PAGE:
Illustration: Cesar Pelizer for Bloomberg Businessweek

Ask Any Stock Market Pro: Buying Is Easy, Selling Is Hard

(Bloomberg Businessweek) -- Princeton economist Burt Malkiel is famous in investing circles for suggesting that blindfolded monkeys throwing darts at a newspaper’s stock pages could build a portfolio that would do just as well as one chosen by expert money managers. A recent academic study suggests that the blindfolded monkeys actually may do even better than the average institutional investor. However, the monkey traders should be given the darts when it’s time to sell holdings, not when deciding what to buy.

The researchers looked at more than 4 million trades among 783 portfolios from 2000 to 2016 and found that stockpickers actually showed skill when buying. However, the sales by these institutional investors cost them as much as 100 basis points, or a full percentage point, of yearly returns compared with a no-skill strategy of simply selling holdings at random, according to the study Selling Fast and Buying Slow by researchers from the University of Chicago, Carnegie Mellon University, MIT, and portfolio analytics firm Inalytics Ltd. The study concluded that one of the likely reasons for the discrepancy was “asymmetric allocation of cognitive resources.” Translation: Investors spend way more time analyzing what to buy than what to sell.

Monkeys with darts would have one big advantage over human fund managers when it comes to selling. The animals wouldn’t get emotionally connected to the stocks in their portfolio. Some professional investors know they have this kind of behavioral bias and take steps to correct it. Their methods can be pretty complicated.

At New York-based Edgewood Management, primary coverage of a stock holding is taken away from the original portfolio manager and given to another member of an investment committee when certain criteria are met, such as two straight quarters of disappointing earnings. At Sierra Mutual Funds in Santa Monica, Calif., Chief Investment Officer Terri Spath advises portfolio managers to employ trades known as “trailing stops,” which are standing orders to sell any stock that falls by a certain percentage. Jerry Dodson, founder and chairman of Parnassus Investments in San Francisco, says he tries to determine each stock’s intrinsic value, then buys shares when the price falls to 67 percent of that value and sells when they reach 100 percent.

Dodson has had good results lately—his $4.1 billion Parnassus Endeavor Fund has beaten 91 percent of similar funds over the past five years—but it’s hard to know how much of this is because of his selling technique. Decisions to sell in general aren’t well-studied, especially by investors themselves, according to Michael Ervolini, co-founder and chief executive officer of Boston-based Cabot Investment Technology, which makes software that analyzes equity portfolios. His firm has scrutinized almost $3 trillion in investments and found that one-third of portfolios exhibit what is known as the “endowment effect,” or a tendency to hold on to a winning stock for too long after it stops outperforming. His work leads him to agree with the main takeaways from the academic research, he says: “Managers know more about, and are better at, their buying and know less about, and are not as good at, their selling.”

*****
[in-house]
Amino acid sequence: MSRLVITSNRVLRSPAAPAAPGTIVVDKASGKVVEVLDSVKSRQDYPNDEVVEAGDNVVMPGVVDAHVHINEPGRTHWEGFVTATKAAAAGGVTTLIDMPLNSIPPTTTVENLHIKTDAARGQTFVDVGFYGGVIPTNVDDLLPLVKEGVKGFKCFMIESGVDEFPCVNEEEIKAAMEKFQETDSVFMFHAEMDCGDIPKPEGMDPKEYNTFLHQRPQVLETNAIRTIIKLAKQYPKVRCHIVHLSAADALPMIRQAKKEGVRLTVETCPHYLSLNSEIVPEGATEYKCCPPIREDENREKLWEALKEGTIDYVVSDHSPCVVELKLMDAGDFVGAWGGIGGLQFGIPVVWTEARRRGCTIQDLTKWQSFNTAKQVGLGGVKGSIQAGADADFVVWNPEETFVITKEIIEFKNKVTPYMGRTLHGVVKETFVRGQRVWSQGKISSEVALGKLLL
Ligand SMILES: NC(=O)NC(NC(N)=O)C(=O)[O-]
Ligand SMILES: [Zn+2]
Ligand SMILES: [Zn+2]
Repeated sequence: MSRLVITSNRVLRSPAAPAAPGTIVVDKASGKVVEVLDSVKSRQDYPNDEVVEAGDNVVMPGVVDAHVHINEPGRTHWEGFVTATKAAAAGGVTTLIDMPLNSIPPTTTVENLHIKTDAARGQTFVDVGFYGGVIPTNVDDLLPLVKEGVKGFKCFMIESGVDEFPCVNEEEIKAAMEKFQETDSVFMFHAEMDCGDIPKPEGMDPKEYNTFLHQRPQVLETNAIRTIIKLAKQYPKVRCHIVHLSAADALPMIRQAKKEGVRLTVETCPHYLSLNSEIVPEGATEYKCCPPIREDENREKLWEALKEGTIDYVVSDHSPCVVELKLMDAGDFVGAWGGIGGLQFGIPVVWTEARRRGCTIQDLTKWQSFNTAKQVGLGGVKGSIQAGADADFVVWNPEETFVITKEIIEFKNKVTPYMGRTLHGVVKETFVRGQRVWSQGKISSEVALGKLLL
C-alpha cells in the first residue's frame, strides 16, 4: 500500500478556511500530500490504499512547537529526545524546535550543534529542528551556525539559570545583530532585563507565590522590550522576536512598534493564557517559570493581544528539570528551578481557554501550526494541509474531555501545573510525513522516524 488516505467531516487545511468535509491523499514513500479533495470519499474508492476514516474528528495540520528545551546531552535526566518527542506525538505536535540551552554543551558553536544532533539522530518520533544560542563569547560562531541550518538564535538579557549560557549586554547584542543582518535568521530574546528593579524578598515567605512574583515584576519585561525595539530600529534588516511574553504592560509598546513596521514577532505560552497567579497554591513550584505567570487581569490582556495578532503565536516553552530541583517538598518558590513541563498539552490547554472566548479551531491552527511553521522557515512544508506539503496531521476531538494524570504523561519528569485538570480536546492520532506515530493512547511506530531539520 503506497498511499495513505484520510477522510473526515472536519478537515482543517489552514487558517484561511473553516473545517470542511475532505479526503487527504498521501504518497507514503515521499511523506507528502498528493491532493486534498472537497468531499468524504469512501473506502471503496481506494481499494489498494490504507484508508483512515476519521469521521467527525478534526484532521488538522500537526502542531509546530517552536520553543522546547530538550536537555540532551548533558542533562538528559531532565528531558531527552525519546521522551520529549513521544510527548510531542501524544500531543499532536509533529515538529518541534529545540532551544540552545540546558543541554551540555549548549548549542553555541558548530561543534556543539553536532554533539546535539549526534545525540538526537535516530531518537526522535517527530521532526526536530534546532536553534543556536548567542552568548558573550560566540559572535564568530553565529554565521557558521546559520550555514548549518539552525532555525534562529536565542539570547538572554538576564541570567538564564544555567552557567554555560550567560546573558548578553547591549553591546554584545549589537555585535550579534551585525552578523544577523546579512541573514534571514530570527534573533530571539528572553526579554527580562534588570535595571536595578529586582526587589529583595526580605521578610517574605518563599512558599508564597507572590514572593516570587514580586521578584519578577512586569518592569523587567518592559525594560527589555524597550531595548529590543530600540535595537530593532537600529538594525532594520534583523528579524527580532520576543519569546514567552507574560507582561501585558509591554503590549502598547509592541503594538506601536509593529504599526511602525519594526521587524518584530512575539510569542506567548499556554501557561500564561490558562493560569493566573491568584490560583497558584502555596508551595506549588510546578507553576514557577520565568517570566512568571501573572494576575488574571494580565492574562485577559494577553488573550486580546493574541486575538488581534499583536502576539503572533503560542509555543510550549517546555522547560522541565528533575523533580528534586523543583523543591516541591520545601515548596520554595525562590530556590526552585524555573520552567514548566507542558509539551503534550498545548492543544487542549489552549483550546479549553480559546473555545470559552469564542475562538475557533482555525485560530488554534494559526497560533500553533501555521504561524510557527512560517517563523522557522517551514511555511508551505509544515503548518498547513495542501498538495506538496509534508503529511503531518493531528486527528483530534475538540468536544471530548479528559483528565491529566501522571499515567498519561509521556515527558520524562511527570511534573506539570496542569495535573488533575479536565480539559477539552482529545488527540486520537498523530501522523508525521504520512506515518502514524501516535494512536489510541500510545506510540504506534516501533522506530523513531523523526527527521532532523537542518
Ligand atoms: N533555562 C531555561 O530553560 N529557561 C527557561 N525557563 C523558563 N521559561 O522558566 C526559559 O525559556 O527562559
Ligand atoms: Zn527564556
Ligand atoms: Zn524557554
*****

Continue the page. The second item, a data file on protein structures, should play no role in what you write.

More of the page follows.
Ask Any Stock Market Pro: Buying Is Easy, Selling Is Hard

“The way people learn to sell is largely from the people they worked with when they were young—it’s not calibrated,” Ervolini says. “It’s either folklore or heuristics”—that is, mental shortcuts typically learned by trial and error. One of Cabot’s clients is Polen Capital in Boca Raton, Fla., which has found success by not selling too often. It runs a growth fund with a concentrated portfolio of only about 20 companies. Over 30 years, portfolios the company has run with this strategy have owned only about 120 stocks, according to Daniel Davidowitz, CIO and co-manager of the Polen Growth Fund. The $2.8 billion fund has beaten 99 percent of similar funds over the past five years.

Davidowitz says he was worried Cabot’s analysis of the firm’s trading might reveal they were holding too long. And it did find that selling decisions were a bit of a drag, costing Polen about 22 basis points per year in the decade through 2017, though in the latter five years the decisions got better, contributing a net positive 32 basis points per year. “What they’ve told us is that a lot of our outperformance comes in the first three or four years of our holding, and then it becomes a lot more mixed,” Davidowitz says. “So what they are telling us is that, as you get longer into a holding period, especially when it comes to companies that have done well, to keep reevaluting the investment decisions more stringently.”

Davidowitz says Cabot’s system lately has been nudging the managers to consider selling shares of technology consultant Accenture Plc, because “it looks a lot like the kind of company that we held too long in the past.” They’ve reevaluated and decided they still like it. “But we understand why we’re getting the nudge,” he says.

To contact the editor responsible for this story: Pat Regnier at pregnier3@bloomberg.net

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